A Groundswell of Outrage over Military Sexual Assault
The new release of the Department of Defense’s biannual reports on the prevalence of sexual assault in the military has invited quite a lot of social commentary. Thanks in part to the release of films like The Invisible War and the tireless grassroots advocacy efforts of organizations like the Service Women’s Action Network, this issue is a topic of public concern. The fact that people are talking about it makes a difference.
When people take interest in issues related to sexual violence and its prevention, we see social change. It means that as a culture we have the skills and knowledge we need to identify problematic responses to sexual violence and the tools we need to address them. It means that when pop culture figureheads make statements that normalize violence, other people call them out on it.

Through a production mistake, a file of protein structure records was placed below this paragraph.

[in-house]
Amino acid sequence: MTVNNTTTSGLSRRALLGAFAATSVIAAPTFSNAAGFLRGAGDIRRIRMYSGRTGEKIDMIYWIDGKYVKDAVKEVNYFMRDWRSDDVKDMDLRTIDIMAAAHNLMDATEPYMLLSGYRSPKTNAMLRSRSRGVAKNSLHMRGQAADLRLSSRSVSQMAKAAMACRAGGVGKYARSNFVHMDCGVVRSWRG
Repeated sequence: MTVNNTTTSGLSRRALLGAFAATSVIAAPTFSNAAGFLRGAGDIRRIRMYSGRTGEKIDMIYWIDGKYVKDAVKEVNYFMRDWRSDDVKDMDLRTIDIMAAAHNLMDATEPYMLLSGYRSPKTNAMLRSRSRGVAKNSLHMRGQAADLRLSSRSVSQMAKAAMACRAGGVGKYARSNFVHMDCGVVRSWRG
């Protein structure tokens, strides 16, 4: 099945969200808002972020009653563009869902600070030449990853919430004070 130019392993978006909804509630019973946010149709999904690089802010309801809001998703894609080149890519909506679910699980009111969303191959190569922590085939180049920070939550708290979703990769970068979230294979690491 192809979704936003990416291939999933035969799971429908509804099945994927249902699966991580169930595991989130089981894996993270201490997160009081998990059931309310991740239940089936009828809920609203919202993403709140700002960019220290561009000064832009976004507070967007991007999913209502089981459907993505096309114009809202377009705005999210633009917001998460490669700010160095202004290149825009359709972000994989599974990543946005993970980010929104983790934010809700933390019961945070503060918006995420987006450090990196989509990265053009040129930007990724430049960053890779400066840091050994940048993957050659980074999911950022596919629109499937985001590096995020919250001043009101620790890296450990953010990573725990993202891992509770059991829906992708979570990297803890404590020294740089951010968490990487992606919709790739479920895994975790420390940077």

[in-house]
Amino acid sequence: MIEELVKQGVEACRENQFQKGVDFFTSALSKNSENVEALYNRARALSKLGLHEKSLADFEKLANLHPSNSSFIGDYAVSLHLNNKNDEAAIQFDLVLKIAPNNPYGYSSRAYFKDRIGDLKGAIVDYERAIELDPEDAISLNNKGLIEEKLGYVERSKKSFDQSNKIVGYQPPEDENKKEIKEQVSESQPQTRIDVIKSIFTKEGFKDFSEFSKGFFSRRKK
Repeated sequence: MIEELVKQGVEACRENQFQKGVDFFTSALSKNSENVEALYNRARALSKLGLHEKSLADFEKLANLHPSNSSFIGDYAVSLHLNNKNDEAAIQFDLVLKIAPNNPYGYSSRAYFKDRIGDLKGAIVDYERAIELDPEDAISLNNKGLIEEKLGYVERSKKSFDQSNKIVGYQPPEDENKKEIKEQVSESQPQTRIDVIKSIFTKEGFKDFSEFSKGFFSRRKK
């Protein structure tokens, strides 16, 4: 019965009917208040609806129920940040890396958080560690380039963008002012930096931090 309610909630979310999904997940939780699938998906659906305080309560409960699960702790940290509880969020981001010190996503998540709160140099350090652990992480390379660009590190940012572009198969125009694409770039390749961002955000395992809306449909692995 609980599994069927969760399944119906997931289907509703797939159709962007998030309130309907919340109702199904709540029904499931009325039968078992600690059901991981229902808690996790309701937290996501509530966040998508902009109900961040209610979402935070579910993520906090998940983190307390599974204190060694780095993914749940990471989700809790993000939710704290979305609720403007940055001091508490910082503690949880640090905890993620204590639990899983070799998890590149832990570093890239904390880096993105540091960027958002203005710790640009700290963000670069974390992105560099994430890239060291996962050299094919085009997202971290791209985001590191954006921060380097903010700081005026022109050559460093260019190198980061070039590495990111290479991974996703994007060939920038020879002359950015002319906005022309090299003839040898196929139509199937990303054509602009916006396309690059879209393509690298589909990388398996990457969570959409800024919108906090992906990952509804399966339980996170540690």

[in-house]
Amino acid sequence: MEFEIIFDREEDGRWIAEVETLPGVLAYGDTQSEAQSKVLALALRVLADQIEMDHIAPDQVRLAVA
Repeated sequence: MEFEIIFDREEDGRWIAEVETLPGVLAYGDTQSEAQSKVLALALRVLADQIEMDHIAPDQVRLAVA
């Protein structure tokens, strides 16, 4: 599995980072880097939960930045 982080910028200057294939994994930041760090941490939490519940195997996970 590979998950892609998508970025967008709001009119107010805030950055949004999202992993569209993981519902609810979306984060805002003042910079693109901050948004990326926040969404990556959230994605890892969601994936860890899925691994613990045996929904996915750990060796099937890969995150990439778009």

@realdonaldtrump Sexual assault is not a necessary or justifiable consequence of being men and women together— DarkKnight3565 (@DarkKnight3565) May 7, 2013
It also means that when top military officials mistake a sexually violent culture with hook up culture, we see that this contributes to the institutional problem of sexual assault. Those involved in social movements know that it takes a combination of grassroots advocacy and top-down changes to affect the climate of a culture. Hopefully the increasing public awareness of sexual violence in the military will help the folks in decision-making roles at the Department of Defense realize the importance of universal accountability for violent norms.
In a week when we learn of an increase in anonymous reports of sexual assault among active duty members and that the head of an Air Force Sexual Assault Prevention Unit faces charges sexual battery, we should be able to ride the groundswell of outrage to a reality of change.